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<!DOCTYPE html>
<html xmlns='http://www.w3.org/1999/xhtml' xml:lang='en' lang='en'>
<head>
<meta http-equiv='Content-Type' content='text/html; charset=utf-8'/>
<title>Web API Design Cookbook</title>
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{ name: "Robin Berjon",
url: "http://berjon.com/",
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</head>
<body>
<section id='abstract'>
<p>
This document captures common practices in designing APIs that fit well into the Web platform as
a whole, using WebIDL [[!WEBIDL]].
</p>
</section>
<section id='sotd'>
<p>
As it currently stands, this document is nothing more than a proposal from its editor, with no
backing implied or otherwise from any other party.
</p>
</section>
<section>
<h2>Introduction</h2>
<p>
Over a relatively short period of time the number of different APIs being created for use on the
Web has grown at a sustained pace. In working on these interfaces, many in the community discuss
the benefits of certain approaches over others and reach agreement as to the preferred solution when
facing a given problem.
</p>
<p>
Keeping track of all these gems is however difficult given the volume of work being carried on
in parallel and the sometimes disjointed nature of the groups involved. As a result, it can take
a long while and many arguments repeated almost identically before a good solution becomes common.
</p>
<p>
What's more, it is altogether too rare to garner feedback from developers who are actually using
these features in their day-to-day work. Because of this, several APIs have shipped with issues
that could have been caught earlier on in the process. This document therefore also endeavours
to elicit feedback from developers in order to make it more readily available to API designers.
</p>
<p>
The goal of this document is to capture such ideas as they appear and accrete them over time so as
to constitute a repository of knowledge on this topic. As a guide it does not however attempt to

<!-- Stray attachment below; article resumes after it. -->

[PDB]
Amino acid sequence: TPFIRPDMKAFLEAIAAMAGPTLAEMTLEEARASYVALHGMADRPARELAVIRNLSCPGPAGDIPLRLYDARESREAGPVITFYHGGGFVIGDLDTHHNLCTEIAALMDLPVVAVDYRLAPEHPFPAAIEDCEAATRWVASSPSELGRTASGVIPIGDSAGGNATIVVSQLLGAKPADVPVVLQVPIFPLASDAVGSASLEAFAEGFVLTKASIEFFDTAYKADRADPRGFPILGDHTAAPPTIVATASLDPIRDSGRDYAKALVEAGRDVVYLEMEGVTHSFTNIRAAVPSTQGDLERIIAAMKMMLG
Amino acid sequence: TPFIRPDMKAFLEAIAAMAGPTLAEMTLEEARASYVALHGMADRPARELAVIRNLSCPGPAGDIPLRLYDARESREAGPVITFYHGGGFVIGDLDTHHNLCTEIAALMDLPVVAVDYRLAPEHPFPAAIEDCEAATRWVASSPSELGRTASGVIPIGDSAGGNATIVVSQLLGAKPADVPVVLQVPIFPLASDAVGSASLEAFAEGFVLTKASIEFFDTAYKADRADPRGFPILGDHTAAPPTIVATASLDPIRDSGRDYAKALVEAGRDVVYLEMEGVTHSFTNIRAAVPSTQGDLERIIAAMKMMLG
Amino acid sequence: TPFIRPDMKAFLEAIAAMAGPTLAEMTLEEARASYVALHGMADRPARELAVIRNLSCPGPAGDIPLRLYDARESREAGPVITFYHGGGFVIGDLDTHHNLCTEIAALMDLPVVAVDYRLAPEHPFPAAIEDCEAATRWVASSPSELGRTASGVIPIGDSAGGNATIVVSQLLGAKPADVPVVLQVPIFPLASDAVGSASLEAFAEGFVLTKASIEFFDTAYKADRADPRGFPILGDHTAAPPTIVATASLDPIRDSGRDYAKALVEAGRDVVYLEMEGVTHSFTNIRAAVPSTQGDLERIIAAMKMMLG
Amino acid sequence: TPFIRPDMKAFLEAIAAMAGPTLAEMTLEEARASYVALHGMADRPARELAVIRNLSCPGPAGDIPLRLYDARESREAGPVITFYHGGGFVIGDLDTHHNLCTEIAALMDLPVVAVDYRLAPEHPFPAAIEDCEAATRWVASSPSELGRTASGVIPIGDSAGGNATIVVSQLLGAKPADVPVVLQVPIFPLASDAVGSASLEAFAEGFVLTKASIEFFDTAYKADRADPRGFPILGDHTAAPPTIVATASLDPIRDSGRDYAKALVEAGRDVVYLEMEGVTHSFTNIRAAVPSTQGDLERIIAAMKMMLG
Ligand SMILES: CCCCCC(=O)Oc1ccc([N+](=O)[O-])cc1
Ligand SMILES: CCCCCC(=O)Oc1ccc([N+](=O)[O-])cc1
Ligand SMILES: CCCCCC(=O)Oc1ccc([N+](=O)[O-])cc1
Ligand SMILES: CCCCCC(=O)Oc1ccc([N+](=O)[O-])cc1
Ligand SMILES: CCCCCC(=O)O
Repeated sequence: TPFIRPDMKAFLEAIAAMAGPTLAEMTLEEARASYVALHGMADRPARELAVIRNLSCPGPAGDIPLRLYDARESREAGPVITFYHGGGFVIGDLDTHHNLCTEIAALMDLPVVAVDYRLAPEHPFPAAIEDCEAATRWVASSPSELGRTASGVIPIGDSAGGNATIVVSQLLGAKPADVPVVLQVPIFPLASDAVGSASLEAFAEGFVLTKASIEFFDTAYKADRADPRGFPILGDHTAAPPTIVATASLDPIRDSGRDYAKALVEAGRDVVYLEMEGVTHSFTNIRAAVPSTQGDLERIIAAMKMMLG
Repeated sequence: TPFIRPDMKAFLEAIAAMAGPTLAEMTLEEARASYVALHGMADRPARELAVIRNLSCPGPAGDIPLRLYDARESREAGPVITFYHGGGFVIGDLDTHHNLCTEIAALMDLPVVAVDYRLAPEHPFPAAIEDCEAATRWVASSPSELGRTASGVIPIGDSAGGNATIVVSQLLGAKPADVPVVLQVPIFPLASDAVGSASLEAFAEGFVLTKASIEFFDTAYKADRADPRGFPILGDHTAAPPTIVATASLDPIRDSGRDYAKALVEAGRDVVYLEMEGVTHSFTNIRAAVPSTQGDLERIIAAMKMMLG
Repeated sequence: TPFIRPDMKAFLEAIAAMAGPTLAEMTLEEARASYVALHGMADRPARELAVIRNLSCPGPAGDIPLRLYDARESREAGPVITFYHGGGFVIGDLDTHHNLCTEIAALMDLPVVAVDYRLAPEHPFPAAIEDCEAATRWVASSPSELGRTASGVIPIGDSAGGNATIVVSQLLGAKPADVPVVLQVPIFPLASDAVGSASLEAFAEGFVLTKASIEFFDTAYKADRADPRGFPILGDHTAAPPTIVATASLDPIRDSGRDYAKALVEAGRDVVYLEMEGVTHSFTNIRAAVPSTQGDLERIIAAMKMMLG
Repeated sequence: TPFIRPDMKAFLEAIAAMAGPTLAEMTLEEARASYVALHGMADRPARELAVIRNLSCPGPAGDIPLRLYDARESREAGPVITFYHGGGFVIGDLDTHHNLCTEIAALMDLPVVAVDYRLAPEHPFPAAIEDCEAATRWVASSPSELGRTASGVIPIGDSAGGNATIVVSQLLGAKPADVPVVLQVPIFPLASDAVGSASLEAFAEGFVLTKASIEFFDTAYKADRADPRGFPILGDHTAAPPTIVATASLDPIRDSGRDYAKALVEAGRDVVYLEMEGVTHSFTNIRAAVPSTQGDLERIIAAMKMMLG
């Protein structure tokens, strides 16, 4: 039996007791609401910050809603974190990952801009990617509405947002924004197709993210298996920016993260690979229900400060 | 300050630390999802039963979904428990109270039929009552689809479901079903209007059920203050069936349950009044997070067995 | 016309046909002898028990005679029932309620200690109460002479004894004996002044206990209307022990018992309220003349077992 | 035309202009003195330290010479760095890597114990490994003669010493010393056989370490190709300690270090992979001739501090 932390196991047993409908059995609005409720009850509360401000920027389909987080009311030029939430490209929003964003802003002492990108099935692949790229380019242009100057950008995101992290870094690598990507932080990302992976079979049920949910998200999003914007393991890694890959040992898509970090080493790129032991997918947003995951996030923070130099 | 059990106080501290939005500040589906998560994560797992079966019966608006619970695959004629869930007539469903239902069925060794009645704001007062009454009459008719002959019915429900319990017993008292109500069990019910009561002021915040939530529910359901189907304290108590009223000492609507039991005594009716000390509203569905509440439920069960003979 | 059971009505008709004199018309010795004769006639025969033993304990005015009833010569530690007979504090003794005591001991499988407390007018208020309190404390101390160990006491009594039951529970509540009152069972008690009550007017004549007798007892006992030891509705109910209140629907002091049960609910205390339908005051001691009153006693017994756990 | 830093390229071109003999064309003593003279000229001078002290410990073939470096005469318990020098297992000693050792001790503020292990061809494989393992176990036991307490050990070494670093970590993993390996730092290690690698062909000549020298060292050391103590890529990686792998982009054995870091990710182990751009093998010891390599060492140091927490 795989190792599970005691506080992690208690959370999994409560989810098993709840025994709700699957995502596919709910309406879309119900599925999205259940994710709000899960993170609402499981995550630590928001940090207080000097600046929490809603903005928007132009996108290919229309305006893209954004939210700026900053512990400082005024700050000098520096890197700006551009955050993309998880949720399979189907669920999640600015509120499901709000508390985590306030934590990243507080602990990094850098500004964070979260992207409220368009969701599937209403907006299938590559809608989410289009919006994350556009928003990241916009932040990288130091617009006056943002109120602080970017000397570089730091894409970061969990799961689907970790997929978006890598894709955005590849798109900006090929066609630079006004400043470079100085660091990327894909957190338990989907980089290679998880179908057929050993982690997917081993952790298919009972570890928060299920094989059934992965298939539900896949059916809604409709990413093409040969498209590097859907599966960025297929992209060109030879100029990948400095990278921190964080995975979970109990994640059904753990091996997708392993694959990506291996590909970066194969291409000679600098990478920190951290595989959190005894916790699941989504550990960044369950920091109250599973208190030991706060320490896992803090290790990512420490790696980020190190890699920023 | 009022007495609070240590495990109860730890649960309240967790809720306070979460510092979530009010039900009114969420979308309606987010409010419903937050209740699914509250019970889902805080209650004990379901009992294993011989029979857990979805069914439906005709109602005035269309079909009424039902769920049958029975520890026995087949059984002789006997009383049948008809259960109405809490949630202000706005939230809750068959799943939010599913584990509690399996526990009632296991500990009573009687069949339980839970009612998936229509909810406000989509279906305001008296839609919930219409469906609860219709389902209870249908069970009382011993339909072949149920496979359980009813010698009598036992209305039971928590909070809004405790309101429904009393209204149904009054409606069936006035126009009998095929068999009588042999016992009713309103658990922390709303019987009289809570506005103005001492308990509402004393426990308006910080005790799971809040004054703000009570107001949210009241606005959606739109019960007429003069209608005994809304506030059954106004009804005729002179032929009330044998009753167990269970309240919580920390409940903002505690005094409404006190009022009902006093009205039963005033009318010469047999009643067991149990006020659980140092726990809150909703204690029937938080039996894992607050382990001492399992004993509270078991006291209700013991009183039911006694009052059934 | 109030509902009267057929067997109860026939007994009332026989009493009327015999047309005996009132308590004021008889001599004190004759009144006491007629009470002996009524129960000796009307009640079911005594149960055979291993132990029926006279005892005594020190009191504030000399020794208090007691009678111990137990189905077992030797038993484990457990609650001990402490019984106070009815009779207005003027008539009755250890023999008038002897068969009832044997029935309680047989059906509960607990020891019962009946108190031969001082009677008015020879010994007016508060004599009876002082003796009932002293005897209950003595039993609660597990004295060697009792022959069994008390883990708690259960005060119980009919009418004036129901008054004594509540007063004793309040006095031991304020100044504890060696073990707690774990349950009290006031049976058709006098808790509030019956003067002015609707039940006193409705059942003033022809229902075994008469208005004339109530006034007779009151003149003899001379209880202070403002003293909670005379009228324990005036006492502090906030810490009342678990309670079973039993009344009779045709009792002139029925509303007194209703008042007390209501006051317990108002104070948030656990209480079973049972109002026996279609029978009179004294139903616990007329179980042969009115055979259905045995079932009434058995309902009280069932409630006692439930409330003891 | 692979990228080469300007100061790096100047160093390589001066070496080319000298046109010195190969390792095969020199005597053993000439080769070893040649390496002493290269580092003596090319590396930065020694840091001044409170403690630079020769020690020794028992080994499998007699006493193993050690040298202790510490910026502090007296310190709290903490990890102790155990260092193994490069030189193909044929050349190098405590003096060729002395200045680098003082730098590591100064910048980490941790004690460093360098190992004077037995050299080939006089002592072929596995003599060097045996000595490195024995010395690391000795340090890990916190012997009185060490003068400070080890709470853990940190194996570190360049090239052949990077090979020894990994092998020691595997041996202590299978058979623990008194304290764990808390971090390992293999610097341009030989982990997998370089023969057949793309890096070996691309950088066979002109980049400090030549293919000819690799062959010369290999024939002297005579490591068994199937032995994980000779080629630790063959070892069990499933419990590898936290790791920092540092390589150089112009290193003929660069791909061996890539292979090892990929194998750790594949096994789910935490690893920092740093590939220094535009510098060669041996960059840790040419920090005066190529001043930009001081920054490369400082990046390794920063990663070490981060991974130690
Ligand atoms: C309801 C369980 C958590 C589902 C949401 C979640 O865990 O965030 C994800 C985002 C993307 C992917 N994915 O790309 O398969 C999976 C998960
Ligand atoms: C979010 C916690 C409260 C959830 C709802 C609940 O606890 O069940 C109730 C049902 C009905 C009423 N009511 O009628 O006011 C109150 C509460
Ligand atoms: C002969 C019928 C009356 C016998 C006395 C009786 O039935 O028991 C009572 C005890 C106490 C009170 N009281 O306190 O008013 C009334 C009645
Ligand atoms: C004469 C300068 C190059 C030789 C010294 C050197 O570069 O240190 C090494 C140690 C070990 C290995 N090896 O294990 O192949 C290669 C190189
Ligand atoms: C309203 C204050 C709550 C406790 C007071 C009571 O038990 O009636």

supplant editors' brains in making decisions as to how to design their APIs, and consequently one
must keep in mind that the reasoning behind a specific recommendation is often more important than
its result. Furthermore, in some cases there may not be a single consensual best approach, and
editors will need to understand the tradeoffs involved in order to pick what works for them amongst
a set of options.
</p>
</section>
<section>
<h2>Using Dictionaries</h2>
<p>
...
</p>
</section>
<section>
<h2>Ensuring that Feature Detection is Possible</h2>
<p>
...
</p>
</section>
<section>
<h2>When To Be Asynchronous</h2>
<p>
...
</p>
</section>
<section>
<h2>Specifying Callbacks</h2>
<p>
Asynchronous method calls require a point of reentry in the form of a callback. There are multiple
ways of specifying these, none of which is consensually consider the one and only approach.
</p>
<p>
One is <dfn>success/error callback functions</dfn>, as used in [[GEOLOCATION-API]]. It takes the shape of a method
call that accepts a callback function for success followed by one for errors. There may be arguments
before the success callback, and the error callback is usually optional.
</p>
<pre class='example highlight'>
navigator.petKitten(
function () {
console.log("kitten is purring");
}
, function (err) {
console.log("kitten hates you, because: " + err);